Cook rice until done. Add tomatoes, beans and curry, simmer for a few more minutes... and it's done! It's really good for how simple it is!

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if I didn't have the Internet I would probably die. So basically, all this food storage will do me no good if my power goes out. Goodbye, cruel world! :
me too!

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Originally Posted by captain crunchy View Post
Oh you guys, pleeeease remember Monday is Columbus day and the banks WILL be closed so don't have a breakdown if you forget and go to the bank for something and it is closed (which is so something I would do )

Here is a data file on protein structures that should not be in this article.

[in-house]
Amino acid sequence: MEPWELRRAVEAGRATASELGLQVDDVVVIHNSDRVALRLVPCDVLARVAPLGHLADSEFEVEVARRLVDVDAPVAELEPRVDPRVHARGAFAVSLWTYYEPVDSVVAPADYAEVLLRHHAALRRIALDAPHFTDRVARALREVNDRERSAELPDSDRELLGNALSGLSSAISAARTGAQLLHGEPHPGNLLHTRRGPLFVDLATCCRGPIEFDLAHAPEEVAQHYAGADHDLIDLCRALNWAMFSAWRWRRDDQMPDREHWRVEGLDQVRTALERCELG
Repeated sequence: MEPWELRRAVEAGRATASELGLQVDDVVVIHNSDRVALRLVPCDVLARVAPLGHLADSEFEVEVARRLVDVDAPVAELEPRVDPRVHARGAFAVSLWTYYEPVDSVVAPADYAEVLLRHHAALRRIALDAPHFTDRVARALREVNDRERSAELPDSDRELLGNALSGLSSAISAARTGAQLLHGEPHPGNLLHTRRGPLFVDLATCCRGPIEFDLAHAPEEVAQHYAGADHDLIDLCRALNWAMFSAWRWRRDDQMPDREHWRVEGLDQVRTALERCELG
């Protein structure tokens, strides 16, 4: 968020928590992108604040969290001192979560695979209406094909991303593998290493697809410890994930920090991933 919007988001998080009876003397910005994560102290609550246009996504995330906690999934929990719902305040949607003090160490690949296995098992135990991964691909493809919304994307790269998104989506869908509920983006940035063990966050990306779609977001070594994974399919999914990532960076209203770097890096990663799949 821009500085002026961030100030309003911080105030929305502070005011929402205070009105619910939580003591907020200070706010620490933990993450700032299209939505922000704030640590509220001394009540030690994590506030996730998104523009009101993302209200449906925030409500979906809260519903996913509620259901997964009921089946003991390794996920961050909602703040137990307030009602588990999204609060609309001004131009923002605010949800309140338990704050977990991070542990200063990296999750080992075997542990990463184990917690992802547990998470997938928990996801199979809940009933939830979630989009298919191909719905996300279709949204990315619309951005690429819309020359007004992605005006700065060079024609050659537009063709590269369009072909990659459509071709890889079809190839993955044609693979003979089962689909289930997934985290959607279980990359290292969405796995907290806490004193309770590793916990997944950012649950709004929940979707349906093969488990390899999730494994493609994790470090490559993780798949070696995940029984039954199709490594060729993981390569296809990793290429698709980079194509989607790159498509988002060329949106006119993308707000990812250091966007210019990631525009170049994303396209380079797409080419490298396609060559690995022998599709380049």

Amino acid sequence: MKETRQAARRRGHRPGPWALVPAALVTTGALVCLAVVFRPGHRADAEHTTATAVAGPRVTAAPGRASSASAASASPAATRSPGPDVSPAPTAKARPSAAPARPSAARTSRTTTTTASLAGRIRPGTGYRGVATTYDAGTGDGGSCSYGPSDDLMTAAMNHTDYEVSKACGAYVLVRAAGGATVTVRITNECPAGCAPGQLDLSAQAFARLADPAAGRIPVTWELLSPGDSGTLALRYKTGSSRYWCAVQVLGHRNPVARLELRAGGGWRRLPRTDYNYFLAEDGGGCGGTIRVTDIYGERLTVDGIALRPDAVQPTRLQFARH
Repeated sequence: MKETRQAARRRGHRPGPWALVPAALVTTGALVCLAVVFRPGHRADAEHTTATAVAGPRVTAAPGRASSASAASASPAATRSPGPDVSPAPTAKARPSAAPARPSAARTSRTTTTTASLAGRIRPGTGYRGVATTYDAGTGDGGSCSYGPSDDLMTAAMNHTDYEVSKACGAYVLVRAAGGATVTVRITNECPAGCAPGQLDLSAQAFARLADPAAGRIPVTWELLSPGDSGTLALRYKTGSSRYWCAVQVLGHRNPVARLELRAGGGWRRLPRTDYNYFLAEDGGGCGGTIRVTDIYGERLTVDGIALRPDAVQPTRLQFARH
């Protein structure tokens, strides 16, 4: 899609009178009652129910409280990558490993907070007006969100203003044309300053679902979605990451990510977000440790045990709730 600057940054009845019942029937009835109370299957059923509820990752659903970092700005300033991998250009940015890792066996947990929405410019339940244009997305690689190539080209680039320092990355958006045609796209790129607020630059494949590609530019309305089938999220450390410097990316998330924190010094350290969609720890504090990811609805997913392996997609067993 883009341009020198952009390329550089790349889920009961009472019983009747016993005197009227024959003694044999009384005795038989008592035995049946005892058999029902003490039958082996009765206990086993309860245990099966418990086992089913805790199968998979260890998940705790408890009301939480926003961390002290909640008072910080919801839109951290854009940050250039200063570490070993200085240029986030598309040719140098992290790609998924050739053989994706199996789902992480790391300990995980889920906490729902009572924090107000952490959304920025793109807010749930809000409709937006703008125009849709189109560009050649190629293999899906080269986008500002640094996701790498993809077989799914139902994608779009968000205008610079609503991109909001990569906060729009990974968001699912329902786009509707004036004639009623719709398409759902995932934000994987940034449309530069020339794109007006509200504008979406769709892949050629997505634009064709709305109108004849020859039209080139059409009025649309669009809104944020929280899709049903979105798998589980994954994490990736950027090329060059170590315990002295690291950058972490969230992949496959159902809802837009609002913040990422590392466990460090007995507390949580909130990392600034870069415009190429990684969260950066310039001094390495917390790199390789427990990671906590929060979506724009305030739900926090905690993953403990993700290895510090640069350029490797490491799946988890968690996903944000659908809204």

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#71 of 259 Old 10-11-2008, 02:48 AM
 
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Yes you can freeze butter and cheese; I've done it many times. In fact I have about 6lbs butter in my freezer right now. It will make cheese crumbly (but still edible) unless you let it defrost completely before slicing. I read recently that milk can be frozen as well but I don't know any details.

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#72 of 259 Old 10-11-2008, 02:53 AM
 
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Santa Ana winds are forecasted to blow this weekend in SoCal, and Gov. Schwarzenegger has put out an advisory for residents in this area to:

-create a family disaster plan
-stock up on supplies